CDFW To Hold Public Workshop on Lead Bullet Ban Implementation

Traditional Ammo
CDFW To Hold Public Workshop on Lead Bullet Ban Implementation
California Department of Fish and Wildlife
California Department of Fish and Wildlife

Sacramento, CA -( The California Departme nt of Fish and Wildlife (CDFW) will hold a public workshop Tuesday, August 19 to discuss the implementation of the lead bullet ban.

The workshop will be held at Chaffey College at 9375 Ninth Street in Rancho Cucamonga from 7-8:30 p.m. A CDFW representative will detail a proposed implementation plan, the PowerPoint is available on the CDFW website.

Following the short presentation, interested parties can make comments and provide input that will help shape CDFW’s final recommendation to the Fish and Game Commission, which CDFW anticipates presenting at the Commission’s meeting in Sacramento in September.

Last year, Governor Jerry Brown signed AB 711 requiring that the Commission adopt a regulation to ban lead ammunition in the state no later than July 1, 2015, with full implementation of the ban to occur no later than July 1, 2019. Governor Brown has directed CDFW and the Commission to work with all interested parties in order to produce a regulation that is least disruptive to the hunting community.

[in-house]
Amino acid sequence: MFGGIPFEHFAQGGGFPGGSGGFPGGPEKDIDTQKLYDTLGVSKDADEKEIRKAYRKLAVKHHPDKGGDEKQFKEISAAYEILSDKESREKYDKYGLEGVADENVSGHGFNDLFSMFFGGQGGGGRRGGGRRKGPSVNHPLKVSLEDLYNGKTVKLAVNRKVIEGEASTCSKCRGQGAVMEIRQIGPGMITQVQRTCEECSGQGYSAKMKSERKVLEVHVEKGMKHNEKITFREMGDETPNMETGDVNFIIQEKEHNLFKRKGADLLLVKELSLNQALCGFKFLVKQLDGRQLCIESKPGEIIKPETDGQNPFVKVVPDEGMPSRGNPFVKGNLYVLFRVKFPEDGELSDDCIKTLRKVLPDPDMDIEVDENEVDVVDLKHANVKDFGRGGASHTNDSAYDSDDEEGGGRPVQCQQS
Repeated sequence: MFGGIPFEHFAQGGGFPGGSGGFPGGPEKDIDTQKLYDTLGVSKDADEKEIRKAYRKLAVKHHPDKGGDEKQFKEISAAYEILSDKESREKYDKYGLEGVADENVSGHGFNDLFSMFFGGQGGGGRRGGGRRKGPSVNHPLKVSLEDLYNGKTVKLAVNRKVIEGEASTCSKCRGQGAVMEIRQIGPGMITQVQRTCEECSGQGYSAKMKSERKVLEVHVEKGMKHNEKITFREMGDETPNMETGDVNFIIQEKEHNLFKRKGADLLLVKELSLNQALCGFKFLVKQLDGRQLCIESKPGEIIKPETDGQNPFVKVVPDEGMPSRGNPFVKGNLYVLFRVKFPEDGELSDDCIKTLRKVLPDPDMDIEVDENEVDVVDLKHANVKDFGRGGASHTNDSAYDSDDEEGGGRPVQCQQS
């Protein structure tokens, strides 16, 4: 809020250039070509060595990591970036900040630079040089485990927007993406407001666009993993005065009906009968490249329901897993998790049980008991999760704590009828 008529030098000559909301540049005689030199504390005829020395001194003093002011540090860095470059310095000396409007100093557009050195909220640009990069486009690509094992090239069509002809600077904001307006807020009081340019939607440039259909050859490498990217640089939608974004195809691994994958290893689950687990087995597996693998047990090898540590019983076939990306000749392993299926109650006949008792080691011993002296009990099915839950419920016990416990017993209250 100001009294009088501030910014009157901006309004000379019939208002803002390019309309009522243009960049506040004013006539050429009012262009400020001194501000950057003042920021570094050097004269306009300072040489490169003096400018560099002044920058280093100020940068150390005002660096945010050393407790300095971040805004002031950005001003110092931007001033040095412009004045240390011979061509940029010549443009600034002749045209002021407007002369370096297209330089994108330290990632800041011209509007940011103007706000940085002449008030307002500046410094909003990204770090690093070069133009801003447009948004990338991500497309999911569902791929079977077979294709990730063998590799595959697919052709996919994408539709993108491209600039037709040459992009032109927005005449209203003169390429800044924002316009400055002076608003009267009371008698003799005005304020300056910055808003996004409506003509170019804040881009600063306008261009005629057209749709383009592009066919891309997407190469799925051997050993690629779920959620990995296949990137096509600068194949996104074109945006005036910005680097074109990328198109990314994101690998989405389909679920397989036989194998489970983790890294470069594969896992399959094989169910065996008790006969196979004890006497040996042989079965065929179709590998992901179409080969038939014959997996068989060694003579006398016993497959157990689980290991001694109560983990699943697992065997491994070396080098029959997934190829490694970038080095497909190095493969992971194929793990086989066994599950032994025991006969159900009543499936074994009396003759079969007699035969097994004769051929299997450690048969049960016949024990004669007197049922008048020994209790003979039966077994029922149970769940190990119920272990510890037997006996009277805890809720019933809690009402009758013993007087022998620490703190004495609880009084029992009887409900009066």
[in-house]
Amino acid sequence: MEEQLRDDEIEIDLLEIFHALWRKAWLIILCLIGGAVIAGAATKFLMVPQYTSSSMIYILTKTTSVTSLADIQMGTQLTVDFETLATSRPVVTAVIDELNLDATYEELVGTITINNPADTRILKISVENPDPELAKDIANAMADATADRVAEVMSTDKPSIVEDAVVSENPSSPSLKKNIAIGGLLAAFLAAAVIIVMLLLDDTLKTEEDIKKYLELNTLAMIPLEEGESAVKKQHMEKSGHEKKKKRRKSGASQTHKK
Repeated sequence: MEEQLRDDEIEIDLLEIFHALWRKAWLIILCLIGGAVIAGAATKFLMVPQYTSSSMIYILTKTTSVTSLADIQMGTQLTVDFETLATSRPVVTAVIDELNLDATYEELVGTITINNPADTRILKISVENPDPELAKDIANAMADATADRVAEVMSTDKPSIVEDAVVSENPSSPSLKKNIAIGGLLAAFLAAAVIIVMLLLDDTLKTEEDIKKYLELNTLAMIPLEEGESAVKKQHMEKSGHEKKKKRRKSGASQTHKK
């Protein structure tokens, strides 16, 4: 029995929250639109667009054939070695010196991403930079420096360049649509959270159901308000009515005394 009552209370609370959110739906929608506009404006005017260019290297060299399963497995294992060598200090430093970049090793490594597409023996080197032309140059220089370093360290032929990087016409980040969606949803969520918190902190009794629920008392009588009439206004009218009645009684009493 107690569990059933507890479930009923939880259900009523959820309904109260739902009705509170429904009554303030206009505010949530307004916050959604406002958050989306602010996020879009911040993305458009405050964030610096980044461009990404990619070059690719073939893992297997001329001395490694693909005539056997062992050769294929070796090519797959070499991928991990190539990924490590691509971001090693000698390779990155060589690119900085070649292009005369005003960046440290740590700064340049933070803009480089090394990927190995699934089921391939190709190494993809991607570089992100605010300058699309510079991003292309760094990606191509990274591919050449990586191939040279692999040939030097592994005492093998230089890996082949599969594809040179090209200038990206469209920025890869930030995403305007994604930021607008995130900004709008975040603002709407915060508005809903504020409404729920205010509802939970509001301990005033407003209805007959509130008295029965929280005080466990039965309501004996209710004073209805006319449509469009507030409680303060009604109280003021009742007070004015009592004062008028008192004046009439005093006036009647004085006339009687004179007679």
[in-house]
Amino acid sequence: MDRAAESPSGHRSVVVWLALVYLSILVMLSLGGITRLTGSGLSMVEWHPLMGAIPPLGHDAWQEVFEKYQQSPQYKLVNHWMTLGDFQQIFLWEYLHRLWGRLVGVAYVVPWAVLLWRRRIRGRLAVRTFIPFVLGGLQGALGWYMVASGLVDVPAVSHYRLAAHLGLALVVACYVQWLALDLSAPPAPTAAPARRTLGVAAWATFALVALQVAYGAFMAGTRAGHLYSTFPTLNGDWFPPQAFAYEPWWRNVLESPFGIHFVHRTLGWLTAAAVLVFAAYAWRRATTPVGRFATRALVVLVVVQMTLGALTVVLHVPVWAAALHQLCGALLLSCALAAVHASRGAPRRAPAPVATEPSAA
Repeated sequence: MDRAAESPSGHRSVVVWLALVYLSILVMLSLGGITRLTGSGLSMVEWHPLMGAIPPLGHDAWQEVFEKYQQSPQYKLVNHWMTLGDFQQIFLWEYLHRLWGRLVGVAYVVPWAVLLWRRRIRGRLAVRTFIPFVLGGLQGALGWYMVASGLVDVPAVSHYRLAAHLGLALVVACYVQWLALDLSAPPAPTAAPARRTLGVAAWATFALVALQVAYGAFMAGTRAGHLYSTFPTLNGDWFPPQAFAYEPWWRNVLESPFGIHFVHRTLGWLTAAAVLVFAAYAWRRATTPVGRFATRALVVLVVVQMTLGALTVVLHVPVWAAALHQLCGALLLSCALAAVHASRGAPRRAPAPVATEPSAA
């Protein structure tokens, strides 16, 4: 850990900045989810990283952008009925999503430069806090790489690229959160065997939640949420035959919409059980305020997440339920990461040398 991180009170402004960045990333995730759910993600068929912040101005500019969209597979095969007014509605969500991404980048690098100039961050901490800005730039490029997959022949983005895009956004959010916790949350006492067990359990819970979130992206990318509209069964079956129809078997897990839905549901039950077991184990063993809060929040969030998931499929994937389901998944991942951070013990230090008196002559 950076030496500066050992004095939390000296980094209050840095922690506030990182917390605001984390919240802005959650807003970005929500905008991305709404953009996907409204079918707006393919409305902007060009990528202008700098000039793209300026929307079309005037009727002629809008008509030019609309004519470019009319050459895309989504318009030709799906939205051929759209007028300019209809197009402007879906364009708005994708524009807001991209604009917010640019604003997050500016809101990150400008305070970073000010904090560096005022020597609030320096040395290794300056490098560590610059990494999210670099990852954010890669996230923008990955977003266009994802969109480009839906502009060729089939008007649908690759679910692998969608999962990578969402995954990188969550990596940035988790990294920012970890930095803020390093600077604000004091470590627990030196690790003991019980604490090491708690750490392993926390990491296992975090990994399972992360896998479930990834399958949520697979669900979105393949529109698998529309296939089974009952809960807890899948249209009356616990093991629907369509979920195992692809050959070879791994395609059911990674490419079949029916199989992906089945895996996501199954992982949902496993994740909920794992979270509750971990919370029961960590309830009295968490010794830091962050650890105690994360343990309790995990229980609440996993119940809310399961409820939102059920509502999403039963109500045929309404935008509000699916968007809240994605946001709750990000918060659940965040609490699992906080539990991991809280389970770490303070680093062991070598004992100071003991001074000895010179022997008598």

In order to determine what is least disruptive to hunters, CDFW has been reaching out to interested parties this year in a number of ways, including question and answer sessions at sportsmen’s shows, meetings with hunting organizations and now a series of public workshops throughout the state.

This is the final workshop in the series. Workshops were held in Ventura in April, Eureka in June, and Redding in July. Others are planned for Sacramento on July 29, San Diego on August 5 and Fresno on August 12.

About The California Department of Fish and Wildlife (CDFW)

CDFW officers patrol more than 220,000 square miles of ocean and 159,000 square miles of land in California, while the number of wardens has increased in the last few years, California still has the lowest number of wildlife officers per capita in the United States.

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